- April 9, 2013
- Posted by: Catalyst
- Category: Business Energy News
The way in which hydrogen is procured in the energy market could be changed forever thanks to a team of researchers from Virginia Tech, who have achieved a means of extracting the gas from any plant.
Associate professor of biological systems engineering Y.H. Percival Zhang, at Virginia Tech’s College of Agriculture and Life Sciences and the College of Engineering, and his team believe they could have found the key to bringing low-cost, environmentally-friendly fuel to communities anywhere on the planet with their most recent breakthrough.
“Our new process could help end our dependence on fossil fuels,” said Zhang, “Hydrogen is one of the most important bio-fuels of the future.”
Zhang explained that they have found a way to use xylose to produce proportionately large quantities of hydrogen that were once thought to be attainable only at a theoretical level.
Xylose is the most abundant sugar found in plants, making up as much 30% of any given plant’s cell walls. This not only opens up the possibility of growing plants specifically to be broken down for hydrogen, but also using waste plant matter, such as chaff and even food waste as feedstock.
How Does it Work?
Zhang and his team have spent the last seven years working with enzymes designed to yield hydrogen from plant sugars; using and growing naturally occurring organisms as well as engineering their own.
Eventually, the research team managed to assemble what they describe as a ‘cocktail’ of enzymes, all with desirable properties, that resulted in a reaction that yield more than three times the hydrogen of what a single microorganism could achieve on it’s own.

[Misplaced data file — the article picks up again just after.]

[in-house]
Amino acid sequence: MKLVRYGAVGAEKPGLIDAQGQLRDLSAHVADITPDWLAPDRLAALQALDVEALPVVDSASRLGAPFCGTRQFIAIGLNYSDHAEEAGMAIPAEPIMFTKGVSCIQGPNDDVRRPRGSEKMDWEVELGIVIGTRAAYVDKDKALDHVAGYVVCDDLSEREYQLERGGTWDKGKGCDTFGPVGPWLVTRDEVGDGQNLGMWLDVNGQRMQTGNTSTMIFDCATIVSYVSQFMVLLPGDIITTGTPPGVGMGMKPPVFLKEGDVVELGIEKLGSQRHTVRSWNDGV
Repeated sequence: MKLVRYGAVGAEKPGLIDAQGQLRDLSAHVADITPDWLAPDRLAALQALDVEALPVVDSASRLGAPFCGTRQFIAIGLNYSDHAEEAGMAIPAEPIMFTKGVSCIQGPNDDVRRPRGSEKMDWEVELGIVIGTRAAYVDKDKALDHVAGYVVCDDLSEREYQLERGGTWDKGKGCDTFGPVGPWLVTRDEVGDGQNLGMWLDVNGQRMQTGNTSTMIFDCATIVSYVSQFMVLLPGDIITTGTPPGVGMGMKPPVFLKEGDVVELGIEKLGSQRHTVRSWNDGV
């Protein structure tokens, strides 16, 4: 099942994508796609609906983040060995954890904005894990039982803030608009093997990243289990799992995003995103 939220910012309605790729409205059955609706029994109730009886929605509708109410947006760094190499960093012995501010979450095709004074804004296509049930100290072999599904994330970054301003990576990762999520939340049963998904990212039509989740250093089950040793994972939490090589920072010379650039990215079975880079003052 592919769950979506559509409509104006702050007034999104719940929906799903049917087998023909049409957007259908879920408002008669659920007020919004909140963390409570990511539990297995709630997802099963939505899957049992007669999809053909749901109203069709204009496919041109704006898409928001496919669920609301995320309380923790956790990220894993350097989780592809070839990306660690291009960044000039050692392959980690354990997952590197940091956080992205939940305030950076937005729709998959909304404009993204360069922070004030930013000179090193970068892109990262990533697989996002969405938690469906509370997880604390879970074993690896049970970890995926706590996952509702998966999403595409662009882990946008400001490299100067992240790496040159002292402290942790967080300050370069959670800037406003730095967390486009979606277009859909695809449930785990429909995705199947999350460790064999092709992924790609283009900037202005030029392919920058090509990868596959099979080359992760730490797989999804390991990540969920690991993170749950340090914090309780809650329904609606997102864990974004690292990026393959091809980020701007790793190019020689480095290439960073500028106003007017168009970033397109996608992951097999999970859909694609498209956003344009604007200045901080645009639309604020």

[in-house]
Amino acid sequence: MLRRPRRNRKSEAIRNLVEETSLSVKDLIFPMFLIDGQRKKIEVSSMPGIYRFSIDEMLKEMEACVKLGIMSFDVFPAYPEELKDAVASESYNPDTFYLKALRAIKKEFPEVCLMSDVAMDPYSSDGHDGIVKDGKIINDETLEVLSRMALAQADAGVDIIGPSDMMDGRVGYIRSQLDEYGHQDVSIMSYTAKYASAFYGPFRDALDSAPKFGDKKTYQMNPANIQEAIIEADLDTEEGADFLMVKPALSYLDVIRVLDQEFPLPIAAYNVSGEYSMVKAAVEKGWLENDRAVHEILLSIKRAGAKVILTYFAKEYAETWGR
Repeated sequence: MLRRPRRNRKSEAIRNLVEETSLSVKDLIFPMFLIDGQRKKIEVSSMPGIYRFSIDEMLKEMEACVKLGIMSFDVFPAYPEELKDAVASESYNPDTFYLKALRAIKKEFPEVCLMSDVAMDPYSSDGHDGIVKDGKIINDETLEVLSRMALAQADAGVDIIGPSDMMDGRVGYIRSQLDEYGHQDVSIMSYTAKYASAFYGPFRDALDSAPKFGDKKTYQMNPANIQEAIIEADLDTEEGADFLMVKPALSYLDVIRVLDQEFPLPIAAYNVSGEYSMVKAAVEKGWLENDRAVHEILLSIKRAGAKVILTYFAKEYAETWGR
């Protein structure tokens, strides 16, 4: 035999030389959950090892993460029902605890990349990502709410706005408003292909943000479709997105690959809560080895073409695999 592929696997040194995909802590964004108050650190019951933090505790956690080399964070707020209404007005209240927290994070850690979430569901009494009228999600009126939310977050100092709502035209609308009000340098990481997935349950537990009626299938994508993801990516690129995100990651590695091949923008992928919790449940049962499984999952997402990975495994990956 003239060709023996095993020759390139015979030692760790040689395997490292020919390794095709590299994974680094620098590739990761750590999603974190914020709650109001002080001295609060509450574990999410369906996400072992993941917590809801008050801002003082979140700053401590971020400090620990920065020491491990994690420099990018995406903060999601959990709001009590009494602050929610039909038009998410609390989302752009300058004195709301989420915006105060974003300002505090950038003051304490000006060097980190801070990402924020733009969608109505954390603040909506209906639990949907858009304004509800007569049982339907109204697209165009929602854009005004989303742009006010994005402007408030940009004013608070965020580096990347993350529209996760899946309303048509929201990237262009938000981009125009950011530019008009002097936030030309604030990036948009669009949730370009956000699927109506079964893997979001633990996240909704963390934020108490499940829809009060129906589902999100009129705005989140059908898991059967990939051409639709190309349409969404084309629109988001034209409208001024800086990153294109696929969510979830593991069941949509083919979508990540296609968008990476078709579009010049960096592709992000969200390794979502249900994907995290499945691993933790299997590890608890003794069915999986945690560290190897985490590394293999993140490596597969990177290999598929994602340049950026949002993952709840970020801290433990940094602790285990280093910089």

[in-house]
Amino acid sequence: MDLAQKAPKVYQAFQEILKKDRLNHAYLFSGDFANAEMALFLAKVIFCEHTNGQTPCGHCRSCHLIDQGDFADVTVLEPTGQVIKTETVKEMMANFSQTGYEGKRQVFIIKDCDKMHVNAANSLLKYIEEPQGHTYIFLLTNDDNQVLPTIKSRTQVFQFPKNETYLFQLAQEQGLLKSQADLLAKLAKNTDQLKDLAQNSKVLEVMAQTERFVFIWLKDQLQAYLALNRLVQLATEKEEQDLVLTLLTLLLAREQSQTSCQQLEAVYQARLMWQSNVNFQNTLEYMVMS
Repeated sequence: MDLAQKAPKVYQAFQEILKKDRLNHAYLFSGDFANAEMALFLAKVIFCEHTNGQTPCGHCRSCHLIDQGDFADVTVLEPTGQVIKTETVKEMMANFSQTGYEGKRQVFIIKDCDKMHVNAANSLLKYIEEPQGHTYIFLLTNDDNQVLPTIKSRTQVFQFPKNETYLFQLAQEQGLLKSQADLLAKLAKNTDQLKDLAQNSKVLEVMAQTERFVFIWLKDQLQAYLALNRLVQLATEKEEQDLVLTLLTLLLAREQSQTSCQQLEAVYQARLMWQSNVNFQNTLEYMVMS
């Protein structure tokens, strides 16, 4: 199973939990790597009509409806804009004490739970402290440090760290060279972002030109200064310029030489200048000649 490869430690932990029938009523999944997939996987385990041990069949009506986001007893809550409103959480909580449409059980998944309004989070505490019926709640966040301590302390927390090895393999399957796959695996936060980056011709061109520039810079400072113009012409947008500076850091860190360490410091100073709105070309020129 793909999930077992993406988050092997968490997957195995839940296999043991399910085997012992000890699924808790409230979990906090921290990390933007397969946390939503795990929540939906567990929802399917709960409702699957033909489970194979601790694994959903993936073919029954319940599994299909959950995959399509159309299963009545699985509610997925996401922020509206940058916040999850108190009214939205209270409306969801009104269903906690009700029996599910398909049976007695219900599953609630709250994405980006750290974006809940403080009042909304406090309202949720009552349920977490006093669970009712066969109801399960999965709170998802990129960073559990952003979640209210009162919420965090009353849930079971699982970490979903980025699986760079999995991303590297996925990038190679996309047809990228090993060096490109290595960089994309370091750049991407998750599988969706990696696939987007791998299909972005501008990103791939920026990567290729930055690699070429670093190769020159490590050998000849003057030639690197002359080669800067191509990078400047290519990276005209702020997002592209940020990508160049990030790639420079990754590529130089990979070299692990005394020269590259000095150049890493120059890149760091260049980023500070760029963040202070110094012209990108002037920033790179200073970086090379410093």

Is It Practically Viable?
Previous attempts at using biomass to create hydrogen have resulted in an unwieldy process to create an ultimately low-quality product. However, the method developed at Virginia Tech has been developed with enzymes grown in
extreme temperatures – this means the necessary reaction can take place in almost any temperature and, crucially, very low ones.
So, for the first time, low-energy waste heat from other reactions can be used to create new hydrogen – resulting in an energy efficiency of over 100%.
Is It Commercially Viable?
The ‘hydrogen economy’ has felt like a long time coming for anyone who monitors the commercial energy market, but the truth is the market for hydrogen produced from natural gas already stands at over $100 billion.
With the U.S. Department of Energy already throwing it’s weight behind hydrogen as the energy of the future and car manufacturers around the world racing to create hydrogen fuel cell-powered vehicles, it’s only a matter of time before that market grows. But to how much?
“The potential for profit and environmental benefits are why so many automobile, oil, and energy companies are working on hydrogen fuel cell vehicles as the transportation of the future,” Zhang said. “Many people believe we will enter the hydrogen economy soon, with a market capacity of at least $1 trillion in the United States alone.”
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